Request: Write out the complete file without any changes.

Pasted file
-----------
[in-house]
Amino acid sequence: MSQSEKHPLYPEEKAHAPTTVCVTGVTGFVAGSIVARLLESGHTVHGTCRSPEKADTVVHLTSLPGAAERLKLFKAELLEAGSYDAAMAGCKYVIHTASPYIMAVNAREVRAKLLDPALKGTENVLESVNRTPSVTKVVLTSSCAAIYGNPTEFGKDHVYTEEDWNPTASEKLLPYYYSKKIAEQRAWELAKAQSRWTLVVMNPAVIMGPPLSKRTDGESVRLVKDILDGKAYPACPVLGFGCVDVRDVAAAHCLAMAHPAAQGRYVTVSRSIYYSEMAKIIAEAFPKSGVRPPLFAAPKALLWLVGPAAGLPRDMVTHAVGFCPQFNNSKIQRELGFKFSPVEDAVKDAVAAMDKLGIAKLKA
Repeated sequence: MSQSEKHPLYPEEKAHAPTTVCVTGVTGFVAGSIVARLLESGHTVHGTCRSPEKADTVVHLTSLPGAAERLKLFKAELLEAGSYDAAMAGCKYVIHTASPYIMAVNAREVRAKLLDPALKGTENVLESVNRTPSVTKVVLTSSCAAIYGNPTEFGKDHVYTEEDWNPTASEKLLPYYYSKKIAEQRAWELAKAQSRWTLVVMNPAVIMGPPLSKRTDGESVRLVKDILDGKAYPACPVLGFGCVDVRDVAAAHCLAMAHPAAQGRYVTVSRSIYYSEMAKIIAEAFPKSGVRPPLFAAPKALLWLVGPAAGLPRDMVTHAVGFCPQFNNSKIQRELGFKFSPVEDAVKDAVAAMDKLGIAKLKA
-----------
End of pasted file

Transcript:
[in-house]
Amino acid sequence: MSQSEKHPLYPEEKAHAPTTVCVTGVTGFVAGSIVARLLESGHTVHGTCRSPEKADTVVHLTSLPGAAERLKLFKAELLEAGSYDAAMAGCKYVIHTASPYIMAVNAREVRAKLLDPALKGTENVLESVNRTPSVTKVVLTSSCAAIYGNPTEFGKDHVYTEEDWNPTASEKLLPYYYSKKIAEQRAWELAKAQSRWTLVVMNPAVIMGPPLSKRTDGESVRLVKDILDGKAYPACPVLGFGCVDVRDVAAAHCLAMAHPAAQGRYVTVSRSIYYSEMAKIIAEAFPKSGVRPPLFAAPKALLWLVGPAAGLPRDMVTHAVGFCPQFNNSKIQRELGFKFSPVEDAVKDAVAAMDKLGIAKLKA
Repeated sequence: MSQSEKHPLYPEEKAHAPTTVCVTGVTGFVAGSIVARLLESGHTVHGTCRSPEKADTVVHLTSLPGAAERLKLFKAELLEAGSYDAAMAGCKYVIHTASPYIMAVNAREVRAKLLDPALKGTENVLESVNRTPSVTKVVLTSSCAAIYGNPTEFGKDHVYTEEDWNPTASEKLLPYYYSKKIAEQRAWELAKAQSRWTLVVMNPAVIMGPPLSKRTDGESVRLVKDILDGKAYPACPVLGFGCVDVRDVAAAHCLAMAHPAAQGRYVTVSRSIYYSEMAKIIAEAFPKSGVRPPLFAAPKALLWLVGPAAGLPRDMVTHAVGFCPQFNNSKIQRELGFKFSPVEDAVKDAVAAMDKLGIAKLKA